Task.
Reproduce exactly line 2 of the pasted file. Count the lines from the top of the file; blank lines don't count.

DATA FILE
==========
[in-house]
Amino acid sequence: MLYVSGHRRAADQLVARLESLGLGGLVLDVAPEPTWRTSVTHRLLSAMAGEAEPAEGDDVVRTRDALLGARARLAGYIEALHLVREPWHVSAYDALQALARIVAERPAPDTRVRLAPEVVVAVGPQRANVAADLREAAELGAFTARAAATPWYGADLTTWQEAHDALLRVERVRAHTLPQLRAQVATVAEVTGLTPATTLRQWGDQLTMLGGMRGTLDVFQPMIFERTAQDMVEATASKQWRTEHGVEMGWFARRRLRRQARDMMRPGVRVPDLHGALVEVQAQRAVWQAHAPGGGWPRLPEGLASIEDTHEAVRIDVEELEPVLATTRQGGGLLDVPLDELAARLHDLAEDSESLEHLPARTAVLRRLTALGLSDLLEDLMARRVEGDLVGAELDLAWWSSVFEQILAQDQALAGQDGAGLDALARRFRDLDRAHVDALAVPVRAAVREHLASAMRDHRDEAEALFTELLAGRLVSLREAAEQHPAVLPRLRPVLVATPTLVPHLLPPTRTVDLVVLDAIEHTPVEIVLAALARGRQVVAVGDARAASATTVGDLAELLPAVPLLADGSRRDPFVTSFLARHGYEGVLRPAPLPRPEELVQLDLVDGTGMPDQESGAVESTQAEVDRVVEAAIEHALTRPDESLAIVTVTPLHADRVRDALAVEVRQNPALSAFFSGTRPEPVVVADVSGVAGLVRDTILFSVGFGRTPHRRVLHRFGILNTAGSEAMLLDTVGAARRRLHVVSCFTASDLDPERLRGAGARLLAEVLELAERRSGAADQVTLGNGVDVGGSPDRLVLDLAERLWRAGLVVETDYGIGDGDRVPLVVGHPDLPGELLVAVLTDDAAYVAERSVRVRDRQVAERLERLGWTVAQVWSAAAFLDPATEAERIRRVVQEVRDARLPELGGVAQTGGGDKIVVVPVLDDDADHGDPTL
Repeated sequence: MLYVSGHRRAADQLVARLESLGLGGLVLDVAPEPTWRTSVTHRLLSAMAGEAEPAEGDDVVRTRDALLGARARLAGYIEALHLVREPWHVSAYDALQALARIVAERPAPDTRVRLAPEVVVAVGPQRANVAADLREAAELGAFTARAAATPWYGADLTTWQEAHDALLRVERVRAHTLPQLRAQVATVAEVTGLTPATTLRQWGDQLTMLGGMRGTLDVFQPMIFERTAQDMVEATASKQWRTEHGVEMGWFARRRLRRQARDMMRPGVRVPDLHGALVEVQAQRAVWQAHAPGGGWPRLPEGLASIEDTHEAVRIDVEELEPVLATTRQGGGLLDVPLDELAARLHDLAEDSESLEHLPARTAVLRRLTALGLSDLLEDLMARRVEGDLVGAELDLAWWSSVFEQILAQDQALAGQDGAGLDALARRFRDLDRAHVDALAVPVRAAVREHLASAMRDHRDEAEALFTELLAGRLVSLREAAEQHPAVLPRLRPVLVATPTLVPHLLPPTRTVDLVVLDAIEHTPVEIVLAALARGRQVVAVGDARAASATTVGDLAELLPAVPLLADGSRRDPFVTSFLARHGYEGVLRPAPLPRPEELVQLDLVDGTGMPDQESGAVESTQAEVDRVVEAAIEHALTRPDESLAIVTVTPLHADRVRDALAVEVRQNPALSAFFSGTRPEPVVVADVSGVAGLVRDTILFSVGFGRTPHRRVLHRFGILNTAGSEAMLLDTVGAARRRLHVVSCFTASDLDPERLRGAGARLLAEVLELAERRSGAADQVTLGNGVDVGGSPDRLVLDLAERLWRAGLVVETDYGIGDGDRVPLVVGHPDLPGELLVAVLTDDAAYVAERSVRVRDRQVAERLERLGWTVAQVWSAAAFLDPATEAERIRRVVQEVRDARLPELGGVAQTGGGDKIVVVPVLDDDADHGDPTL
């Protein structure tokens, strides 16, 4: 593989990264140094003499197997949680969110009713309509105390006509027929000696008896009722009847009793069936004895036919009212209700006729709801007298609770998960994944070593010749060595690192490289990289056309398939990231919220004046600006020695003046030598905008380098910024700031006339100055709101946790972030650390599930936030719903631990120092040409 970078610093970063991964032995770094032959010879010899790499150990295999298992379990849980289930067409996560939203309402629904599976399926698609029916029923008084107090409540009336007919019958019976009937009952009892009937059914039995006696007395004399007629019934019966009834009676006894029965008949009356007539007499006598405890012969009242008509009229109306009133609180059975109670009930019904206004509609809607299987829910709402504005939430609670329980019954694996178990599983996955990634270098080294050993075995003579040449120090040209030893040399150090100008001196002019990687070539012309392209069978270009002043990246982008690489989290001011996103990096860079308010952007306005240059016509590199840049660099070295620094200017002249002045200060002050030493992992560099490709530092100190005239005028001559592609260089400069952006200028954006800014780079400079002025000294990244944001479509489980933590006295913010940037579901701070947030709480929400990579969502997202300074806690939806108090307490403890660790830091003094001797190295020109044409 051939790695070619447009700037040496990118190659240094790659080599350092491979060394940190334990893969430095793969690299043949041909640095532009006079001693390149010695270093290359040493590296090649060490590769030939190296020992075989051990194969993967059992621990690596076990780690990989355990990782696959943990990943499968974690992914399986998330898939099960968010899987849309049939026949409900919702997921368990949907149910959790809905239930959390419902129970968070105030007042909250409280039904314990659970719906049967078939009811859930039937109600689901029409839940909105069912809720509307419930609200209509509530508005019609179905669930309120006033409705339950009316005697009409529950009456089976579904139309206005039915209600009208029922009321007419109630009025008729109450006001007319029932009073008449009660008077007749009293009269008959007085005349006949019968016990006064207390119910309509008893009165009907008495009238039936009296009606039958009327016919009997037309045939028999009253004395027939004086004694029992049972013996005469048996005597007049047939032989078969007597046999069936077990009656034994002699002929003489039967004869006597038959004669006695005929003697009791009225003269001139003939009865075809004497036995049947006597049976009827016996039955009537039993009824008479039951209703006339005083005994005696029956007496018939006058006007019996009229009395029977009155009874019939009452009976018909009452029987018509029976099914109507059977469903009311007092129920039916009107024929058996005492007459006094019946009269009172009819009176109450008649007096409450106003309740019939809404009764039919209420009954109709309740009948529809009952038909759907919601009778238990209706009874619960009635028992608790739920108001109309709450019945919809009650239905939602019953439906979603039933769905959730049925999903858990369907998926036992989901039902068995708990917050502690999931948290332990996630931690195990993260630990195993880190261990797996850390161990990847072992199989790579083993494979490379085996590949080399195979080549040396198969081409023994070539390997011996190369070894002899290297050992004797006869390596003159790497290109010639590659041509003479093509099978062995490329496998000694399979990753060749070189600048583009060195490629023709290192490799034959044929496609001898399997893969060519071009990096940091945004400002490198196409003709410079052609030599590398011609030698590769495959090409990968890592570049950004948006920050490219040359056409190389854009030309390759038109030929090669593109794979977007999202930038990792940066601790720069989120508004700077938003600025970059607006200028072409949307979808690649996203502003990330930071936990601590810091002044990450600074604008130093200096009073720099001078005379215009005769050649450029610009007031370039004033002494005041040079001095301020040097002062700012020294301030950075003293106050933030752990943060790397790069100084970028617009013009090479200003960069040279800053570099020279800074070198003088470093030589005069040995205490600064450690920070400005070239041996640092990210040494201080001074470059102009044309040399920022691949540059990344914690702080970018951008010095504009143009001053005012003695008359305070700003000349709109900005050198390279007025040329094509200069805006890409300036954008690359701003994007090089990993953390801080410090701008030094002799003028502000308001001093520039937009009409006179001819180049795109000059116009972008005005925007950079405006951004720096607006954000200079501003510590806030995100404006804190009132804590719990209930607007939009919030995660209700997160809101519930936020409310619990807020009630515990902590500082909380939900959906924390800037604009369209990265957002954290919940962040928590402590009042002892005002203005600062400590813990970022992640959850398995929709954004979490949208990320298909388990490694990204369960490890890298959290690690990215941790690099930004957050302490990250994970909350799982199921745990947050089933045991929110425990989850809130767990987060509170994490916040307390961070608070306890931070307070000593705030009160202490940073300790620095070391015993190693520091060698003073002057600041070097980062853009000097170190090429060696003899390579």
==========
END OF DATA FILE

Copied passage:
Amino acid sequence: MLYVSGHRRAADQLVARLESLGLGGLVLDVAPEPTWRTSVTHRLLSAMAGEAEPAEGDDVVRTRDALLGARARLAGYIEALHLVREPWHVSAYDALQALARIVAERPAPDTRVRLAPEVVVAVGPQRANVAADLREAAELGAFTARAAATPWYGADLTTWQEAHDALLRVERVRAHTLPQLRAQVATVAEVTGLTPATTLRQWGDQLTMLGGMRGTLDVFQPMIFERTAQDMVEATASKQWRTEHGVEMGWFARRRLRRQARDMMRPGVRVPDLHGALVEVQAQRAVWQAHAPGGGWPRLPEGLASIEDTHEAVRIDVEELEPVLATTRQGGGLLDVPLDELAARLHDLAEDSESLEHLPARTAVLRRLTALGLSDLLEDLMARRVEGDLVGAELDLAWWSSVFEQILAQDQALAGQDGAGLDALARRFRDLDRAHVDALAVPVRAAVREHLASAMRDHRDEAEALFTELLAGRLVSLREAAEQHPAVLPRLRPVLVATPTLVPHLLPPTRTVDLVVLDAIEHTPVEIVLAALARGRQVVAVGDARAASATTVGDLAELLPAVPLLADGSRRDPFVTSFLARHGYEGVLRPAPLPRPEELVQLDLVDGTGMPDQESGAVESTQAEVDRVVEAAIEHALTRPDESLAIVTVTPLHADRVRDALAVEVRQNPALSAFFSGTRPEPVVVADVSGVAGLVRDTILFSVGFGRTPHRRVLHRFGILNTAGSEAMLLDTVGAARRRLHVVSCFTASDLDPERLRGAGARLLAEVLELAERRSGAADQVTLGNGVDVGGSPDRLVLDLAERLWRAGLVVETDYGIGDGDRVPLVVGHPDLPGELLVAVLTDDAAYVAERSVRVRDRQVAERLERLGWTVAQVWSAAAFLDPATEAERIRRVVQEVRDARLPELGGVAQTGGGDKIVVVPVLDDDADHGDPTL